Additives Question 1
We are facing severe problem of balling ball size is sometimes around 2m dia which chokes the hammer crusher and we are forced to stop the kiln. What are the possible reasons form such big balls, how is a kiln operater responsible for this, how a kiln operator can avoid such balls through process changes, how we can avoid the balls by changing the chemical composition of kiln feed.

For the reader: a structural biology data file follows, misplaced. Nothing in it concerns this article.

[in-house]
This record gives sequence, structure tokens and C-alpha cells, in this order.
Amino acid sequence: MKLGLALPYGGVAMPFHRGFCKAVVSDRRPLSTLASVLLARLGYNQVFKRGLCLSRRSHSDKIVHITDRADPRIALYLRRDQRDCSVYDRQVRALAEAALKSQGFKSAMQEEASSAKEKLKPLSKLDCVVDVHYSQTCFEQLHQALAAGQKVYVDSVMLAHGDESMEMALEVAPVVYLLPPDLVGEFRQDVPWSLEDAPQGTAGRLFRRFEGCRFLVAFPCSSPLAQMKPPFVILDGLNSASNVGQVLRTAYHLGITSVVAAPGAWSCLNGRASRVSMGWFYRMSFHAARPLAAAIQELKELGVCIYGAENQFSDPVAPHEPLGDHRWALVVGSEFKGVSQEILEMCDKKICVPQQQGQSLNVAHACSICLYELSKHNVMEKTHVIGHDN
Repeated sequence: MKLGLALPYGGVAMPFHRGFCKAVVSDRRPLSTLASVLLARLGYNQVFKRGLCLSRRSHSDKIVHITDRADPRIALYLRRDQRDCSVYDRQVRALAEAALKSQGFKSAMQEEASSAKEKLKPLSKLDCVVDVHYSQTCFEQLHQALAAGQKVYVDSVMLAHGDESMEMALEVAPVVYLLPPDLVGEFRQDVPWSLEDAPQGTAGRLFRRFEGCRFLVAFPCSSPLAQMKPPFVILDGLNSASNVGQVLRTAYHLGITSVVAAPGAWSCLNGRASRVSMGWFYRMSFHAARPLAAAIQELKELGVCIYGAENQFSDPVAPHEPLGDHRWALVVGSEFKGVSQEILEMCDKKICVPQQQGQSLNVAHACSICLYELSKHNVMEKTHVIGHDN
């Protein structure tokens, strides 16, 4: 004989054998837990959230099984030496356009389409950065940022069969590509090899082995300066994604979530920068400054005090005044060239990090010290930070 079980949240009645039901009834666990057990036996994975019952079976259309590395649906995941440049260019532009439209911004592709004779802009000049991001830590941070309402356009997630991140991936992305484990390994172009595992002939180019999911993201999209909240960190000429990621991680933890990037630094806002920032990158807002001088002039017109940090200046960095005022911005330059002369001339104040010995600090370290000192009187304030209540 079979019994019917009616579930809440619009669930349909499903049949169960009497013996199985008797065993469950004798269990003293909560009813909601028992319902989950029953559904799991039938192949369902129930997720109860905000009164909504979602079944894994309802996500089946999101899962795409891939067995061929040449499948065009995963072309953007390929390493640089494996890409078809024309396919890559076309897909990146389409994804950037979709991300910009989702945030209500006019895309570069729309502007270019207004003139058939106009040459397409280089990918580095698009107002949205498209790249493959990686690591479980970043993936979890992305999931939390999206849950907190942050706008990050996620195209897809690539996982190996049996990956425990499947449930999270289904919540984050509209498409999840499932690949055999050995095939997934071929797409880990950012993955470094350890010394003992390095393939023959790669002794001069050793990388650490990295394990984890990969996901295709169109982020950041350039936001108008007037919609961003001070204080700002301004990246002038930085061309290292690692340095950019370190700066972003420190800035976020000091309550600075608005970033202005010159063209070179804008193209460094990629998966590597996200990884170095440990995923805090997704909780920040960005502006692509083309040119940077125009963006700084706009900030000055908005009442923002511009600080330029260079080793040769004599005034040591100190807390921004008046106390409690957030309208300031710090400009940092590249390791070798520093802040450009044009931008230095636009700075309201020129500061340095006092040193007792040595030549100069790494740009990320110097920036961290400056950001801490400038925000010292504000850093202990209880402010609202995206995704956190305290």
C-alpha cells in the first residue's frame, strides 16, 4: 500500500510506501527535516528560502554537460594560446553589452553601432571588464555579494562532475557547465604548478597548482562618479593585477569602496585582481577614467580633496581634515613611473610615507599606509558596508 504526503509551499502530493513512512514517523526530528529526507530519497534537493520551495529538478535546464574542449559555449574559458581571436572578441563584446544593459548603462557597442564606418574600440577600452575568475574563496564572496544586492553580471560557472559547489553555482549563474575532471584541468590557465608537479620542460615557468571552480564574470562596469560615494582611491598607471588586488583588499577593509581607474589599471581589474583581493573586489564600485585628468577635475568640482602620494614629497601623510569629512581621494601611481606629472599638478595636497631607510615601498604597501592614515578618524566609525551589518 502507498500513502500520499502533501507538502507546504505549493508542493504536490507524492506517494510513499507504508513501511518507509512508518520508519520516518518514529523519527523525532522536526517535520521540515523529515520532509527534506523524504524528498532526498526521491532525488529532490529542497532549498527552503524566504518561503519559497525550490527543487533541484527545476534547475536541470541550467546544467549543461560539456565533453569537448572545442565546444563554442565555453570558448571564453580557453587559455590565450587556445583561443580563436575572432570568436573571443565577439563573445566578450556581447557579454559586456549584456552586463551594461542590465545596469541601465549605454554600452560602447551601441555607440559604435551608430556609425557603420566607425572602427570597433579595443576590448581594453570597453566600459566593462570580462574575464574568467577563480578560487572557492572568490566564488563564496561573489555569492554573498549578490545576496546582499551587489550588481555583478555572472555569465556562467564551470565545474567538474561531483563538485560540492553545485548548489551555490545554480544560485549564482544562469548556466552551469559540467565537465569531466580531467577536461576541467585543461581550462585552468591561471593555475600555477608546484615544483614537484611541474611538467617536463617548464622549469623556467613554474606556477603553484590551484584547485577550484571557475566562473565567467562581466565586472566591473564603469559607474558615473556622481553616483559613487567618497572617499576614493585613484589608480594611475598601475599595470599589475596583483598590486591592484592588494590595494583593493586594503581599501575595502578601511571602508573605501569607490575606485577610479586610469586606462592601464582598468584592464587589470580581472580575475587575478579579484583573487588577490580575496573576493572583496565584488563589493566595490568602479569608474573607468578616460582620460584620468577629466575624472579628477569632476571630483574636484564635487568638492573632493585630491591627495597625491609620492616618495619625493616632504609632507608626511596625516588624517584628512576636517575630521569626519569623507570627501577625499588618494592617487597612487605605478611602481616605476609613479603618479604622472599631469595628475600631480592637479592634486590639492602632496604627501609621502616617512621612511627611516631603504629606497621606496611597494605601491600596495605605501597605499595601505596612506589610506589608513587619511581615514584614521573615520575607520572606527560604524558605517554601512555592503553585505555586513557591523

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We hear of these problems with increasing regularity. At one factory the problem was associated with an increase in the Mn2O3 content of the kiln feed associated with one of their additives. There are also instances where an increase in the MgO content of the kiln feed gives rise to balling problems. However, the most likely cause is a difference in the clinkering range of the material in the kiln brought about by variation in the sulphate content. A heavy coating tends to form and the material is then dammed behind this coating and agglomerates into a large clinker ball. You must ensure that there are good combustion conditions in the main burner of the kiln to minimise the recirculating sulphates. The other process response is likely to be an adjustment in either the alighnment or the primary air supply to the main burner of the kiln. Regarding the chemistry then any changes which adjust the liquid content will change the clinkering range in the kiln. Addition of calcium fluoride to the kiln feed is also helpful.